Tag Archives: trails

SUN Trail Legislation looks to Connect Florida’s Trails

The state of Florida is looking at existing trails, abandoned railways, and local, state, and federally owned lands with the goal of creating an ever expanding system of regional trails.  Under recent legislation, these will be combined into the newly-legislated, statewide SUN Trail system.  WFSU producer Rob Diaz de Villegas, who was appointed to the Florida Greenways and Trails Council in 2013, looks at what recent developments mean for local trail users.

Rob Diaz de Villegas WFSU-TV

A couple of years ago, we had a cycling EcoAdventure to preview the Capital City to the Sea Trail, on which work is currently being done in Tallahassee.  Existing paved “multi-use” trails like the St. Marks Trail and Trout Pond Trail (in the Apalachicola National Forest) would be connected to each other and to the St. Marks National Wildlife Refuge, Wakulla Springs, and various other points in Wakulla and Leon Counties.  The thinking is that longer trails connect more communities, increasing economic opportunities and property values along their corridors.  Within the next decade or so, a Panacea resident should be able to bike to St. Marks or Tallahassee without slowing traffic on Highway 98 or Crawfordville Highway. Continue reading

Video: Bradwell Bay Wilderness Hike- Night and Day

Watch and listen: what does a Wilderness sound like at night?

Rob Diaz de Villegas WFSU-TV

P1060490-SmallerIt seems like a good premise for a movie: Under a full moon, on Friday the thirteenth, a group of people wander in the Wilderness. You could be a part of this movie on Friday, June 13 (8 pm), as Haven Cook of the U.S. Forest Service leads a hike into the Bradwell Bay Wilderness. It’s one of a series of events being held in the Apalachicola National Forest to celebrate 50 years of the Wilderness Act. Passed in 1964, the act designated certain protected areas as Wilderness.

So how is a Wilderness any different than any other protected land? We are surrounded by the Apalachicola National Forest, St. Marks Wildlife Refuge, Wildlife Management Areas, state parks, and large greenways. There are some waterways near here where you could spend hours and not see many signs of civilization. It’s already plenty wild around here, right? Continue reading

Hiking in the NorthWest Florida Water Management District land along the Apalachicola River.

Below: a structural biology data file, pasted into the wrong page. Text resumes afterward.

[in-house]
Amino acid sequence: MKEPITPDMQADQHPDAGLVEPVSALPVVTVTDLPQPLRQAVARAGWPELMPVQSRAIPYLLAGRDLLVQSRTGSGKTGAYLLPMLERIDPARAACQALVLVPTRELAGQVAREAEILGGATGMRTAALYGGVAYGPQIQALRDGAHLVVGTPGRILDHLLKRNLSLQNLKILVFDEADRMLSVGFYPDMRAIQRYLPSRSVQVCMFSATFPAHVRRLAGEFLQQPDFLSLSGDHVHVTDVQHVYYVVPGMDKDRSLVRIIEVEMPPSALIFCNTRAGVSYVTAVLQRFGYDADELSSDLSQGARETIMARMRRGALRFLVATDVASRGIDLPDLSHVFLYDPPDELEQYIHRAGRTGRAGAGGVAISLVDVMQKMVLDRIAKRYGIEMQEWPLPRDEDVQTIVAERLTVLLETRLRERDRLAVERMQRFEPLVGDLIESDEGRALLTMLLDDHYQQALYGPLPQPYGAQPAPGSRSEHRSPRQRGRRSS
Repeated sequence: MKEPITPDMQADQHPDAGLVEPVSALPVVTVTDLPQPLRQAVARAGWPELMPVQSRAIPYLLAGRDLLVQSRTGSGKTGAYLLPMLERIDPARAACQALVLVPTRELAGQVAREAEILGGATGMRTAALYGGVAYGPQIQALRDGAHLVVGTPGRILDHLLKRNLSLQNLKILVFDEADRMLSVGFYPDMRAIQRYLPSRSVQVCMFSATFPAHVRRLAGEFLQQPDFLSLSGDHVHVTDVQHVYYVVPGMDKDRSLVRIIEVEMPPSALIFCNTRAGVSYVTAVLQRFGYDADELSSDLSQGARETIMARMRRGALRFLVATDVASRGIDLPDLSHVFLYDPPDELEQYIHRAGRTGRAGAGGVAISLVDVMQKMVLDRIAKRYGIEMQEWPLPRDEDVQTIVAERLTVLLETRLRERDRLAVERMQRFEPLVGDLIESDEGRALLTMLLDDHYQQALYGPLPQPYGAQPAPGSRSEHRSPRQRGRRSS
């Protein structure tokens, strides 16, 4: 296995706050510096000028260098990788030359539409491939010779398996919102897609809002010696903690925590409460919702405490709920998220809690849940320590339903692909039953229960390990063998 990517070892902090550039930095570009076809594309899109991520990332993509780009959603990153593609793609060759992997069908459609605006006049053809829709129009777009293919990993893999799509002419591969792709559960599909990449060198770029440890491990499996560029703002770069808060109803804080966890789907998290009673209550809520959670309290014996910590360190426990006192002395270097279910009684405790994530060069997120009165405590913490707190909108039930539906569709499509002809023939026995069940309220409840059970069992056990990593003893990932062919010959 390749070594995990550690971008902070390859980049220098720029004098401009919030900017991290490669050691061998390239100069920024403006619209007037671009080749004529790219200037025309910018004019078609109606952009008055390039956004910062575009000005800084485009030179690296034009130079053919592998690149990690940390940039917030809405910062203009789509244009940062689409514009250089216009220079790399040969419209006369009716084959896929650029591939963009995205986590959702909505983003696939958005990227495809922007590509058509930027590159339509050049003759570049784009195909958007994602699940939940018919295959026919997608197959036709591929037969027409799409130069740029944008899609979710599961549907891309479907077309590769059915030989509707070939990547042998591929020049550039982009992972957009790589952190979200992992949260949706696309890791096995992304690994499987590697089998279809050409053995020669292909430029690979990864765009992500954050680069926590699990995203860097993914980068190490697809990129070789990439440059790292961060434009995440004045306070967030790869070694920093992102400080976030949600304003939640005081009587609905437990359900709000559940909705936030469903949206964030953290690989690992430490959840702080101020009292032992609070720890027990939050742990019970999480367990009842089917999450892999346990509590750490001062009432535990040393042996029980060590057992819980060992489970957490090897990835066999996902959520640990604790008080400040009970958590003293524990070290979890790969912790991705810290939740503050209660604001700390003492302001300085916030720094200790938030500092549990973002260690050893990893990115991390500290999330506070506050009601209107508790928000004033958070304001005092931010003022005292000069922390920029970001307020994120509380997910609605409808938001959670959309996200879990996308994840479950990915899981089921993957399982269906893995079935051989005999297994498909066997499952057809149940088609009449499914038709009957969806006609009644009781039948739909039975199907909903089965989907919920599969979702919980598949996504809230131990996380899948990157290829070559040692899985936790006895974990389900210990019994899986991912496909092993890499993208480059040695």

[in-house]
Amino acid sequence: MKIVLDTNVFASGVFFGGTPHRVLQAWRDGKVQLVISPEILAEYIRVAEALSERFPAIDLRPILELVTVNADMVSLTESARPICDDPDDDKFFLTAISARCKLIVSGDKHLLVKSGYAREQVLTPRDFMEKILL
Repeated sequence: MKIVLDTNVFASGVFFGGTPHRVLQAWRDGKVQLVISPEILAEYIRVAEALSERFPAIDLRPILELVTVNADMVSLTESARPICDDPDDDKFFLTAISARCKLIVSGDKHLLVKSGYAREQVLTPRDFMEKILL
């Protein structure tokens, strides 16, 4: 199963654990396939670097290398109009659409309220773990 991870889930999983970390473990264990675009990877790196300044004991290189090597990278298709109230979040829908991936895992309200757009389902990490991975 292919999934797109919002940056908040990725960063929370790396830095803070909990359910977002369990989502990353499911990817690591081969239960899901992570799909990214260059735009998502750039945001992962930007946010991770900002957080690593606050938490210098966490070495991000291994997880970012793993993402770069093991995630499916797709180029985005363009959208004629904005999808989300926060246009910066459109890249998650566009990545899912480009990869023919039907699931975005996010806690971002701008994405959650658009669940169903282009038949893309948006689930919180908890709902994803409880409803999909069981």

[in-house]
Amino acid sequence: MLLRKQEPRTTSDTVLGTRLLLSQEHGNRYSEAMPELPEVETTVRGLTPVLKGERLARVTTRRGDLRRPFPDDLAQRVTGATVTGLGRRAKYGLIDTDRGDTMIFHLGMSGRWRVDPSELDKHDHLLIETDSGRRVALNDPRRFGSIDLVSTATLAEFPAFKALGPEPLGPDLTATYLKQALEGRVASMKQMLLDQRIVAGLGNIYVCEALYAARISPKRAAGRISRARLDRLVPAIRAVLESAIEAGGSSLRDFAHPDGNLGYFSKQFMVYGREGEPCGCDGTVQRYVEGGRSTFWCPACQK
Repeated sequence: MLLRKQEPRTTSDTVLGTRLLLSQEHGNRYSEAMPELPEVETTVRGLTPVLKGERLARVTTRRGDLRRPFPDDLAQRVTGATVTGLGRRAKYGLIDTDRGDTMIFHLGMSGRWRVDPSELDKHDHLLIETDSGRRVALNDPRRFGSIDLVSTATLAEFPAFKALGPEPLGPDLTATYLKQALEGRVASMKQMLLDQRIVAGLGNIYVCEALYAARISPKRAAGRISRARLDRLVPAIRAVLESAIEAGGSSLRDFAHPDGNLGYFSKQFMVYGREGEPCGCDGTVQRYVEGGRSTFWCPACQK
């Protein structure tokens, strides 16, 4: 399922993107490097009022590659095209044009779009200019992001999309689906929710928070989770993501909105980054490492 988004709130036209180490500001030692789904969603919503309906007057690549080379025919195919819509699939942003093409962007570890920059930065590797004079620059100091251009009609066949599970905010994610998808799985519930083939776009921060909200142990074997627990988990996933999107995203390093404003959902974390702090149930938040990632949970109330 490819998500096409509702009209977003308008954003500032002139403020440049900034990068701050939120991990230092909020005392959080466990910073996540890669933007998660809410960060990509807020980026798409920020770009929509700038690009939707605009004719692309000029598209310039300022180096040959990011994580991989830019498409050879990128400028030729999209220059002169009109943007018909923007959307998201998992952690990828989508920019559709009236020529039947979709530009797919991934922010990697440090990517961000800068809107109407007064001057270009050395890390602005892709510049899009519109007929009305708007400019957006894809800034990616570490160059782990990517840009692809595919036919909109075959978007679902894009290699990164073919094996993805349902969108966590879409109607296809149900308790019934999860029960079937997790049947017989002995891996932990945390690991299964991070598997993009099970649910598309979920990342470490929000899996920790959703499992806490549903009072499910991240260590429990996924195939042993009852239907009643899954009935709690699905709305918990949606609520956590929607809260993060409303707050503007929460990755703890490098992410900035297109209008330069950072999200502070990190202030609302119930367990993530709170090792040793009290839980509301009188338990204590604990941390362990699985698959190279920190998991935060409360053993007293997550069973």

Video: Hiking Around the Apalachicola River

Rob Diaz de Villegas WFSU-TV
Apalachicola Riverwalk

Dr. Todd Engstrom seeks a path around the many sloughs in our way. On Day 3 of the Apalachicola River Walk, he was taking us to patches of old growth forest where the extinct ivory billed woodpecker might have made a habitat. While north Florida looks largely “untouched,” much of it has been cut for timber at some point in the last couple of hundred years. There are trees that escaped this fate.  They are hundreds of years old and not altogether common.

I fell in love with the idea the first time I heard of it, this walk along the land surrounding the Apalachicola River.  I was standing on a sandbar just north of Alum Bluff.  After a day of kayaking the river, we set up camp and got to socializing.  Doug Alderson told me of this thought of his, a hike taking about seven days, from the top of the river to the bottom.  You can see how the river changes as you paddle, from tall bluffs in the north on down to the marshy delta.   We would be in those systems as opposed to passing by them on the water.

What you see in the video above is the first attempt of what could become an annual event in the RiverTrek mold.  It was a three day hike through some of the most unique ecosystems in the Apalachicola basin.  Torreya State Park and The Nature Conservancy’s Apalachicola Bluffs and Ravines Preserve make you work harder than any other trails in Florida.  And Doug & co. didn’t always stick to trails either, bushwhacking through steephead ravines and caves (remember Means Creek from RiverTrek?). Continue reading